Do you remember what it took to overcome the overwhelm felt when you were learning to ride a bicycle?

Can you count the number of repetitions necessary to perform a flawless dance?

Have you ever tried to master a new musical instrument?

Most likely, firsts attempts to synchronise a new set of complex actions will always be very hard. Once we become more skilled, these movements start to require less conscious awareness until everything begins to flow naturally.

Have you ever wondered what type of brain processes guide these automatic movements? If the answer is yes, then you have already confronted one of the most powerful inner forces which drives human behaviour – the subconscious mind.

Subconscious Mind: Where Does It Hide?

It’s not uncommon to hear about conscious and unconscious types of actions when scientists talk about the brain. As a result, most of us are familiar with the idea that our behaviour is less rational than we believe it to be. Whether we like it or not, our ability to control thoughts, synchronize movements, or experience emotions depends on the depth of information processing.

The idea of deeper levels of information processing was developed and extensively studied by famous Austrian psychologist Sigmund Freud (1856 – 1939) who introduced the 3 level mind model. According to his model, mind could be divided into following levels:

  • Conscious – defines all thoughts and actions within our awareness. For example, the beauty and pleasance of the smell of a red tulip
  • Subconscious – defines all reactions and automatic actions we can become aware of if we think about them. For example, our ability to drive a car: once we get skilled we stop thinking which gears to use, which pedals to press, or which mirror to look at, yet can always become aware of what was done once we think about it.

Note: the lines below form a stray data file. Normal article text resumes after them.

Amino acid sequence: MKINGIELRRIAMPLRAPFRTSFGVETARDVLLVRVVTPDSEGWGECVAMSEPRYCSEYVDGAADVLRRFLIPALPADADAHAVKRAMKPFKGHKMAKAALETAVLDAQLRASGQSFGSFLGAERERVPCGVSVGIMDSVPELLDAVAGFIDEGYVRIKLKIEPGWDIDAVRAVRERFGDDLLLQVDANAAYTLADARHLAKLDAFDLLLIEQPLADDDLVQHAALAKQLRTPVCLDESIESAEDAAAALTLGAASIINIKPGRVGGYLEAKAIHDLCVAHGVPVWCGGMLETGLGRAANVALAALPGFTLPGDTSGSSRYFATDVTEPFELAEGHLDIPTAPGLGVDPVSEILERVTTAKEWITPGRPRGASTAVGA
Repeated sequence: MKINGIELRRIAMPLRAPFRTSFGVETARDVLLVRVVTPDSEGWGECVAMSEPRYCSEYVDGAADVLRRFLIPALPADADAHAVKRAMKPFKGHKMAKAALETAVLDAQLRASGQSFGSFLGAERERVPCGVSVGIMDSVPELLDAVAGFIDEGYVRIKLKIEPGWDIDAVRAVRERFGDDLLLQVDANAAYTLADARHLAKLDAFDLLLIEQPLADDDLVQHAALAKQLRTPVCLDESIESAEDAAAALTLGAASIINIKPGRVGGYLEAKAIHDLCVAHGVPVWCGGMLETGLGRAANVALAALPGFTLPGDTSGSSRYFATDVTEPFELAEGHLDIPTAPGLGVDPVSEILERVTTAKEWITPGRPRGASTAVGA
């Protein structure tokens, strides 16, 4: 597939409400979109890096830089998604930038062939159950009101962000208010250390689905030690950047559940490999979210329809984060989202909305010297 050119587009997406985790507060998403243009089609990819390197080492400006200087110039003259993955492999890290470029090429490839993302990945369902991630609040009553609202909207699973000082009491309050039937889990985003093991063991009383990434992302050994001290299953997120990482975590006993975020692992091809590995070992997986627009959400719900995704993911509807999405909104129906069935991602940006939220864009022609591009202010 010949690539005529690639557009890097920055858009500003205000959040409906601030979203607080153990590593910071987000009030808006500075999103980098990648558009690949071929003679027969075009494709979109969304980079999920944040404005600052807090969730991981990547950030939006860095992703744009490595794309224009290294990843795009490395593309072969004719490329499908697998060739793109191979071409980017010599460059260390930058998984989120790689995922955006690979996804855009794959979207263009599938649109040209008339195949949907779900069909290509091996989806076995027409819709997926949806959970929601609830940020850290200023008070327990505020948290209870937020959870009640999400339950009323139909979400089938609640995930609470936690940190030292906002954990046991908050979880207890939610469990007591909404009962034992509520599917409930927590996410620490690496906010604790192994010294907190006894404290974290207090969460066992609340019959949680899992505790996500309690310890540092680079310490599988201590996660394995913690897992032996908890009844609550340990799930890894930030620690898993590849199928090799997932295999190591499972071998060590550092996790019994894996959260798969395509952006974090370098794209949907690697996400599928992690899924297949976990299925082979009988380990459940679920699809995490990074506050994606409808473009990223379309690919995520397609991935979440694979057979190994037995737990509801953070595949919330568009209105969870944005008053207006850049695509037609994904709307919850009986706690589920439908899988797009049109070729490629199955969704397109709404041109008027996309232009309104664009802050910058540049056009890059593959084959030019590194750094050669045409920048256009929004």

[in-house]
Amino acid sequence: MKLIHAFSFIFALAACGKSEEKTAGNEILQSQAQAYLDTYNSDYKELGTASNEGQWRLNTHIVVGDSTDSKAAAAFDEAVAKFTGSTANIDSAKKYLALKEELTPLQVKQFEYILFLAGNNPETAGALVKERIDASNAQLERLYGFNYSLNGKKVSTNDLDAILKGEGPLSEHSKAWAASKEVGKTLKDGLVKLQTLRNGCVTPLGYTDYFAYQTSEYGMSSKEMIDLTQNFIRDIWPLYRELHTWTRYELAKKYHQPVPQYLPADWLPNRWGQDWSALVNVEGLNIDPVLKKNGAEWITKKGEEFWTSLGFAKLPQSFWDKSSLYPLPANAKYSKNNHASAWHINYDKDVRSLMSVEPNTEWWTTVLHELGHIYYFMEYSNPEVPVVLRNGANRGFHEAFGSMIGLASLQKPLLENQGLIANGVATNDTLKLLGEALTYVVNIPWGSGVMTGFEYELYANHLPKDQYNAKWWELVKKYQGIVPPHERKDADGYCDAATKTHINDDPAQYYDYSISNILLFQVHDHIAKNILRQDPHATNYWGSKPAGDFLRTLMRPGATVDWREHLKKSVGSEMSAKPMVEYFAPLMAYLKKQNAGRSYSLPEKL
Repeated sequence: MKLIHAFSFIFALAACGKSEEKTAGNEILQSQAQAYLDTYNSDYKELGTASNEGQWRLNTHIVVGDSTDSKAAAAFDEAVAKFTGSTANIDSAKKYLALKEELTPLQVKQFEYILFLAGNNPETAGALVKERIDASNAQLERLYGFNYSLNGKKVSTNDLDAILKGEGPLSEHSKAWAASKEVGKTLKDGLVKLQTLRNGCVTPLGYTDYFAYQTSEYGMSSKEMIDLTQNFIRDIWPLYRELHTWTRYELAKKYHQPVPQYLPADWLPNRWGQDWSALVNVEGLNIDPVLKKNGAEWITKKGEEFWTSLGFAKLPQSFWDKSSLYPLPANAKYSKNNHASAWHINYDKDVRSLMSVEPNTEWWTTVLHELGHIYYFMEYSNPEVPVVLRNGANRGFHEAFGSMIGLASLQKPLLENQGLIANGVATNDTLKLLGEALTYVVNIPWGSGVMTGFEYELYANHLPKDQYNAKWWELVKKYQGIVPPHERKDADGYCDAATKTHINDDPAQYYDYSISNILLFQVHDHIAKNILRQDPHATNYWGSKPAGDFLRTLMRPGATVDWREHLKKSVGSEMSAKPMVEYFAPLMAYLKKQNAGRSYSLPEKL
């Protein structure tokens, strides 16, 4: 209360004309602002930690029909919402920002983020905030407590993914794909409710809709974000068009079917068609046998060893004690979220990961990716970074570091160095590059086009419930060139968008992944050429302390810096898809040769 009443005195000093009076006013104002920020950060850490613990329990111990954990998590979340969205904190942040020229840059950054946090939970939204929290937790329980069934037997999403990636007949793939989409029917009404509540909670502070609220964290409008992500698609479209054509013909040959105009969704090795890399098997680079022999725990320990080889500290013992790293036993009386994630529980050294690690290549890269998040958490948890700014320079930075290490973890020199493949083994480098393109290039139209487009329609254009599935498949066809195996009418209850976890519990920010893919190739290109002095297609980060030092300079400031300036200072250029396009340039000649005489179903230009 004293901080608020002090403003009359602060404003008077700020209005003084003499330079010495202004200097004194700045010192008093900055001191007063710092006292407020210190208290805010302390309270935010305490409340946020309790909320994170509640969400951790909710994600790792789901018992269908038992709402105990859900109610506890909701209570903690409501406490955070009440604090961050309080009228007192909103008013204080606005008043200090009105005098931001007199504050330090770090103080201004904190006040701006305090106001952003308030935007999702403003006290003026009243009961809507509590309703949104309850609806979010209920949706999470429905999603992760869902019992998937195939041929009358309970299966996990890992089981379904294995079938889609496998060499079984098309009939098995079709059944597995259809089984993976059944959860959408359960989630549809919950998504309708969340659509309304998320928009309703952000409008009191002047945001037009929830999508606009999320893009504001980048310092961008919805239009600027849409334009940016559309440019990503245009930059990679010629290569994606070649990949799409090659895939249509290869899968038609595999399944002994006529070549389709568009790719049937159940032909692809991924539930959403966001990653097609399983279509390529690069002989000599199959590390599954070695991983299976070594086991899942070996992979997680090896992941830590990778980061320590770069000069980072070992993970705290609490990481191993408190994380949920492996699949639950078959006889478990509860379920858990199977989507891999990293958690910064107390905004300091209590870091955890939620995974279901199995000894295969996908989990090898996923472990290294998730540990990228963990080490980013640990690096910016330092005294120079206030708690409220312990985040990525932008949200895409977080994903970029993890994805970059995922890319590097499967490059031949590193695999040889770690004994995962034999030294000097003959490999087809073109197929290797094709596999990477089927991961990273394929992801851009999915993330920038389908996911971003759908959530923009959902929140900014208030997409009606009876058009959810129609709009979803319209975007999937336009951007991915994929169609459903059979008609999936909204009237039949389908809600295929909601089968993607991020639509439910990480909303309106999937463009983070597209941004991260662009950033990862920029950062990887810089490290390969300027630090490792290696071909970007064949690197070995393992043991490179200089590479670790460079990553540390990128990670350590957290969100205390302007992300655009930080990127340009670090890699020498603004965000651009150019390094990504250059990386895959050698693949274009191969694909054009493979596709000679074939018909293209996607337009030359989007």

• Unconscious – defines all past events and memories, inaccessible to us no matter how hard we try remember to bring things up. For example, first word we learned to say, or how it felt to be able to walk on our own.

Scientific Detection of the Subconscious Mind

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Up to this day, the ability to explain how interaction of different levels of thoughts influences our behaviour remains one of the most compelling challenges in psychology and neuroscience.

In order to untangle how one level of thought influences the other, scientists must become able to detect different depths of mind. No doubt, that’s not an easy task even for the most experienced psychologists! Quite often, the levels of information processing could be captured using priming paradigms. For example, a recent psychological study showed how irrelevant cues shape learning and suggested that the effect of conscious, subconscious, and unconscious thoughts can be modelled varying presentation time of emotional faces.

In this experiment, participants were presented with a set of pictures of human faces and were asked to determine whether facial expression in a previous picture mimicked the same emotion. Interestingly, results showed that people were able to correctly recognise the difference between facial expressions if pictures were displayed for at least 0.047s. Once the duration of pictures was decreased to 0.027s – 0.033s, the rate of correct responses dropped by approximately a half. In contrast, respondents became unable to discriminate facial expressions if the duration of the stimulus was decreased even more – to 0.020s.